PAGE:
As you peruse the airport gift shop, you become aware of tiny plaintive voices calling out, “Help me”, “Help me”! And, there they are, exotic cacti, boxed and waiting to be purchased and shipped to Uncle Fudd (I had one) in Maine or Aunt Etoile (I had one) in Kansas. Can it be, that the strange assortment of plants is all cacti in those boxes? The sign identifies them as cacti. Might there be an aloe or euphorbia mixed in with a cactus or two? Isn’t an aloe a succulent rather than a cactus? Or, in fact, are most all cacti, succulents.
Cacti are perennial drought tolerant plants with thick wax-coated stems that are quite resistant to moisture evaporation. The thick waxy layers give cacti their bluish or grayish tinge of color. Cacti, for the most part, are leafless and most have spines which are highly modified leaves. Moisture reserves are stored within the internal part of thick, fleshy parts, while food production (photosynthesis) occurs within the green outer cuticle of the fleshy parts. The size and shapes of cacti occur in a wide range from tree-size to thumbnail size. Any droughty parts of the Americas will have a cactus representative.
Internal fibrous or woody skeletal forms provide structural support for cactus plants. Most have fleshy lateral roots (just a few inches below the soil surface) and anchorage by a tapering tap root. The lateral roots are in all directions to absorb and store nutrients and moisture. An added bonus is cactus flowers are rose-like, beautifully colored and in contrast to the spiney look, nicely delicate.
Selecting a growing medium for cacti is as varied as the many different cactus types. Generally, an open medium with good air content is preferable. Most all nursery centers have a ‘cactus mix’. The medium is, as all are, to provide support and store oxygen, minerals and water. Experimentation will lead you to the truth and light of cactus cultivation. Whatever medium mixture you are generally going to stick with when transplanting your gift shop cactus garden, be sure to plant into dry soil.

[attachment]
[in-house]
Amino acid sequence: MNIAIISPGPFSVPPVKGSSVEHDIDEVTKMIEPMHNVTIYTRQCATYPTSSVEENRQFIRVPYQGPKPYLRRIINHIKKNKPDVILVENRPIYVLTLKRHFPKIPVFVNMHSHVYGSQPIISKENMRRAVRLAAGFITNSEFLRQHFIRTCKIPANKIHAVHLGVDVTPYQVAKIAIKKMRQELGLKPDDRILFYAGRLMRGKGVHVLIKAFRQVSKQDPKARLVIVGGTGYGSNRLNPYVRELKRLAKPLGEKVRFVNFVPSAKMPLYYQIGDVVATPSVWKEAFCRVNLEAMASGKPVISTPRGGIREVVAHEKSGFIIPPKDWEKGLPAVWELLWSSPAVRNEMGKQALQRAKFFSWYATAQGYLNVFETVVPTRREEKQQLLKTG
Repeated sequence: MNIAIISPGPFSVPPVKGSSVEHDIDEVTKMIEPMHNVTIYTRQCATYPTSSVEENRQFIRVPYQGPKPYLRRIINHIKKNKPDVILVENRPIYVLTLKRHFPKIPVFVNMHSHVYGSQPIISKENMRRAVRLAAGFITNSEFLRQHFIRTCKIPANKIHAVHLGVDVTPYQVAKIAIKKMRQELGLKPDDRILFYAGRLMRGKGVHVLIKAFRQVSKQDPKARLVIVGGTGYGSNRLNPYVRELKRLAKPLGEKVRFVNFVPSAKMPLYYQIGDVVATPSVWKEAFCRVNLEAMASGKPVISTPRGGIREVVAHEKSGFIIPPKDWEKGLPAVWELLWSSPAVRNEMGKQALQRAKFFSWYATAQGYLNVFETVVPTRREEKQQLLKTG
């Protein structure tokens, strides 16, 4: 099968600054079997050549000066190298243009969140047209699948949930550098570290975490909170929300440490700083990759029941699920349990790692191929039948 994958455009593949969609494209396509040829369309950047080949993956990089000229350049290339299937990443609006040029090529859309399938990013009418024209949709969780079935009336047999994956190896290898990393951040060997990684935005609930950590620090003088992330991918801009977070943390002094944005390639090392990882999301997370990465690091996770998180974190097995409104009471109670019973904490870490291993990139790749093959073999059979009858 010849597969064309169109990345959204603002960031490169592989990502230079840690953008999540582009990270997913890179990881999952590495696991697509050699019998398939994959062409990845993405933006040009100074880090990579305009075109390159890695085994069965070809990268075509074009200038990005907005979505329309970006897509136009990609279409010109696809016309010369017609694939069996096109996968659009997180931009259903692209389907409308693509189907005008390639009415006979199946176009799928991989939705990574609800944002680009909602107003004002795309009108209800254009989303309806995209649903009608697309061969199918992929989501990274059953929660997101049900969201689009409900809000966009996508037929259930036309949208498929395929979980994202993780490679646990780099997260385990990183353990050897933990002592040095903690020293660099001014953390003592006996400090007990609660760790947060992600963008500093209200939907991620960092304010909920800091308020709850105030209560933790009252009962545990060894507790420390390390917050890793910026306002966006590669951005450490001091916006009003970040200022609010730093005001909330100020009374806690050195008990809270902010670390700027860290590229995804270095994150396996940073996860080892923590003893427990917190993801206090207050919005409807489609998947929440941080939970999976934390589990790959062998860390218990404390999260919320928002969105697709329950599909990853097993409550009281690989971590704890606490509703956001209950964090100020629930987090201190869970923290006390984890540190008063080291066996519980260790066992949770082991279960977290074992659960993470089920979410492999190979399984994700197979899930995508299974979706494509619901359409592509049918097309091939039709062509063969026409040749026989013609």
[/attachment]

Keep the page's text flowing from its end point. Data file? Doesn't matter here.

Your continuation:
Do not water for a few days (5-7) even though your inclination will be to treat that transplant like a flower or vegetable transplant (have patience). Allow the plant to settle. Keep the transplant soil at the level of the medium in the pot or other receptacle. Mix 1 tsp. of Seaweed Creme and 1 tsp. of Soil Source in a gallon of water and use as a soil drench for all cacti and succulents.
Once again, the plant type, size and weather will dictate how often watering should occur. Less water is usually, better. After plant establishment (3-6 weeks), mix ¼ – ½ tsp. of Plantalizer 1-2-1 in a gallon of water and foliar spritz the plants using a hand-held, quart-size sprayer. Use once a month during the active growth cycle. Apply foliar only early morning or late evening during the cooler part of the day. Stomata (tiny openings in a plant’s epidermis, through which gases and water vapor pass) of cacti and other succulents open only at night, when water loss and temperatures are lowest. Stomata are closed during the day.
Now, that you decided to purchase that cactus garden for yourself, you are left with learning which “succulents” are cactus or euphorbias or possibly, aloes. My advice is that you purchase one of many books devoted to Cactus Gardening. You will find the words ‘cactus’ and ‘succulent’ often used interchangeably. Succulent, to me, usually means plants with high moisture content that look soft, pliant and thornless, without spines and certainly having no prickles. Well, maybe a few prickles or hard, stiff leaf ends, like agaves and Sansevieria (mother – in- law’s tongue).
The following is a quick lesson in the general structure and genesis of thorns, spines and prickles:
Thorns = arise from shoots and have vascular bundles inside;
Spines = arise from leaves and have vascular bundles inside;
Prickles = arise from epidermis tissue and do not have vascular bundles inside (visualize rose “thorns”).
Vascular bundles are part of the transport system in plants: xylem (transports water and solutes from roots) and phloem (transports food from leaves).
The woe of cactus/succulent collections is the enormity of the selections that can be collected. One of my Major Professors went down the path of starting with a half dozen local cacti, then a dozen euphorbias and an aloe or two that were interesting. Then, on to a split-level greenhouse in the backyard, then had to increase the greenhouse size to accommodate exotics from Africa, etc.. The mania had set in and overcame logic. Stay away from those boxed Cactus Gardens in airport gift shops. But, if you can’t stay away, DO NOT OVERWATER!
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